Extinction is a topic of interest to all palaeontologists regardless of their sub-discipline and also to biologists, botanists, zoologists and the broader general public. Striking a balance that will appeal to such a diverse readership is not an easy thing to do, but in my opinion it has been achieved very well in this book.
The author has researched extinctions for the greater part of his academic career, but has tried to refrain from promoting his own points of view at the expense of those of others. Indeed, he seems to have struck a very good balance with regard to currently accepted versus more controversial ideas regarding the major mass extinction events. The first five chapters are introductory with the following headings: What is extinction?; Evolution, fossils and extinction; Patterns in extinction data; Kinds of extinction; and Causes of extinction. These occupy approximately one quarter of the book, but are by no means wasted space as they set the scene very well for what is to follow.
The following eight chapters cover the major extinctions: Precambrian and Cambrian; End-Ordovician; Late Devonian; Late Permian; Late Triassic; End-Cretaceous; Paleogene; and Neogene and Quaternary. For each, following a brief introduction, headed sections discuss the following topics: Setting; Extinctions; Timing; and Cause(s). To make the work more broadly accessible, it is not overburdened with reference citations, though some have been included where it was deemed important to do so.
A chapter on modern and future extinctions brings us out of the realms of palaeontology and into the present. In addition to urging caution in accepting rather outlandish claims for rates of modern extinctions, with many such claims based on non-existent data, the author also suggests how we might go about more accurately quantifying future extinction rates, in light of the general paucity of data (and finance) available. He also discusses the difficulties of comparing data based on known extinctions in the Recent fauna with the considerably lower resolution data afforded by the fossil record.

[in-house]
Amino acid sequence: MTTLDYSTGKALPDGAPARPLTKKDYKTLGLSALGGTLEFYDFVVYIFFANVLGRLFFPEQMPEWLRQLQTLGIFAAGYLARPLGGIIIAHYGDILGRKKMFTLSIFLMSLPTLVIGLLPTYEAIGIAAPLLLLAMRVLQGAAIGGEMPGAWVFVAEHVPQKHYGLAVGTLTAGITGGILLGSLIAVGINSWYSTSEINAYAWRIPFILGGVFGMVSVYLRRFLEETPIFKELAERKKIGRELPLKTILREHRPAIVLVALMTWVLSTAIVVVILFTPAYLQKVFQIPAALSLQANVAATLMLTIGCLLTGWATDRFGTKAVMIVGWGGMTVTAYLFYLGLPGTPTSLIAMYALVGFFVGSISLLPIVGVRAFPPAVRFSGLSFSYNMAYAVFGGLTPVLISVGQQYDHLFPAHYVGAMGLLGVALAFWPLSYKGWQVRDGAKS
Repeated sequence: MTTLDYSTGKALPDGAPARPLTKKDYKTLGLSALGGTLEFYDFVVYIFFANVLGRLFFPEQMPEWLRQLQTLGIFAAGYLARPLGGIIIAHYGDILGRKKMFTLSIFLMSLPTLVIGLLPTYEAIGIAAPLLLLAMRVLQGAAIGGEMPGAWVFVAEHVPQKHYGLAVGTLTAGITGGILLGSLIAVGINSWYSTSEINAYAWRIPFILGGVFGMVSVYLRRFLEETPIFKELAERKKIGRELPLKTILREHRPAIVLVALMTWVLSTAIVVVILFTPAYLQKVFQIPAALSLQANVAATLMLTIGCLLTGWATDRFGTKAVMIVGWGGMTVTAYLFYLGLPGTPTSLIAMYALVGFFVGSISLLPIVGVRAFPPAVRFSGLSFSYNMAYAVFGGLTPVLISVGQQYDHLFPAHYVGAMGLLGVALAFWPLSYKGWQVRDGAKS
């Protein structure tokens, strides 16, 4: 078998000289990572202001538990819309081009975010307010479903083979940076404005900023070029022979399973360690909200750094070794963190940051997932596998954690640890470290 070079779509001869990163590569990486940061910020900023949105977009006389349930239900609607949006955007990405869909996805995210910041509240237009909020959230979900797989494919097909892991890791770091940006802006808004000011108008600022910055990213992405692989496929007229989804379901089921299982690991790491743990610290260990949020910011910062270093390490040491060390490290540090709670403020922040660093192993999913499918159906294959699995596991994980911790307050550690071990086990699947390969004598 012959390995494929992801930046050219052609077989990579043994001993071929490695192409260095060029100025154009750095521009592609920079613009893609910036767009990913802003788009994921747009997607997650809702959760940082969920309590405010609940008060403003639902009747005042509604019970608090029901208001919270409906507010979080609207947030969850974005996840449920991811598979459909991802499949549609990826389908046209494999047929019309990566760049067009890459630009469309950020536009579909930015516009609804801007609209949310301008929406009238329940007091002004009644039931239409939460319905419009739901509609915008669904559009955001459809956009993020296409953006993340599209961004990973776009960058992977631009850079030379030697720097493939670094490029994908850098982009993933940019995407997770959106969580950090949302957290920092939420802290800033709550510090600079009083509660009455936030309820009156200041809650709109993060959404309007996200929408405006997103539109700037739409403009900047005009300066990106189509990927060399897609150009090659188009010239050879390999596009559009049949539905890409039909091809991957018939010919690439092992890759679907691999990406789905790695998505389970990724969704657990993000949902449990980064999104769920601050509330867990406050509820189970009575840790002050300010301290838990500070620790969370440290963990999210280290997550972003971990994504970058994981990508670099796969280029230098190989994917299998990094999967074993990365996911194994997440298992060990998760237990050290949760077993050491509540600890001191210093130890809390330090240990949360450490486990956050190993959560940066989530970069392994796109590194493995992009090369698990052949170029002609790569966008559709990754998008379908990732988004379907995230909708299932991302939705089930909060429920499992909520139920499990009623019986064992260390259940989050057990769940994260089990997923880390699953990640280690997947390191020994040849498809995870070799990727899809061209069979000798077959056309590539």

Finally, there is a summary and conclusions chapter where we are reminded that without extinction evolution would grind to a halt. In a post modern synthesis, the take home message seems to be that the “Big Five” extinction events occurred over extended periods and were history-driven (rather than process-driven) anomalies, representing time intervals during which unusually intense background extinction intervals occurred together coincidentally. Such processes would have included the likes of tectonics, climate and sea-level change, marine anoxia, changes in ocean and atmosphere circulation patterns, and large igneous province (LIP) volcanism. This is referred to as the multiple interacting causes (MIC) scenario of mass extinction, with unique ahistoric processes (e.g., bolide impacts) also accounting for some proportion of the extinctions observed during the so-called mass extinction intervals. A summary table of proximate and ultimate causes for the major Phanerozoic extinction events is provided. The book ends with a glossary of terms, an index, the references cited and a list of acknowledgements.
The production quality is good and the layout is pleasing to the eye. A small number of typographical errors (mainly extra spaces in the running text) and inconsistencies have slipped through the proofing stage, but overall the copy-editing is very good. The photographs are clear and the palaeohabitat reconstructions are nice. However, in my opinion, this book stands out with regard to the other figures and graphs which condense large and often complicated data sets in an easy-to-interpret manner. Overall, I believe the book strikes an excellent balance and will be accessible to the educated layperson, while also being suitable as undergraduate reading material, and also as a general reference work for the more advanced academic. This book is excellent value for money and I highly recommend it to all the aforementioned readership categories, or indeed anybody with an interest in extinction.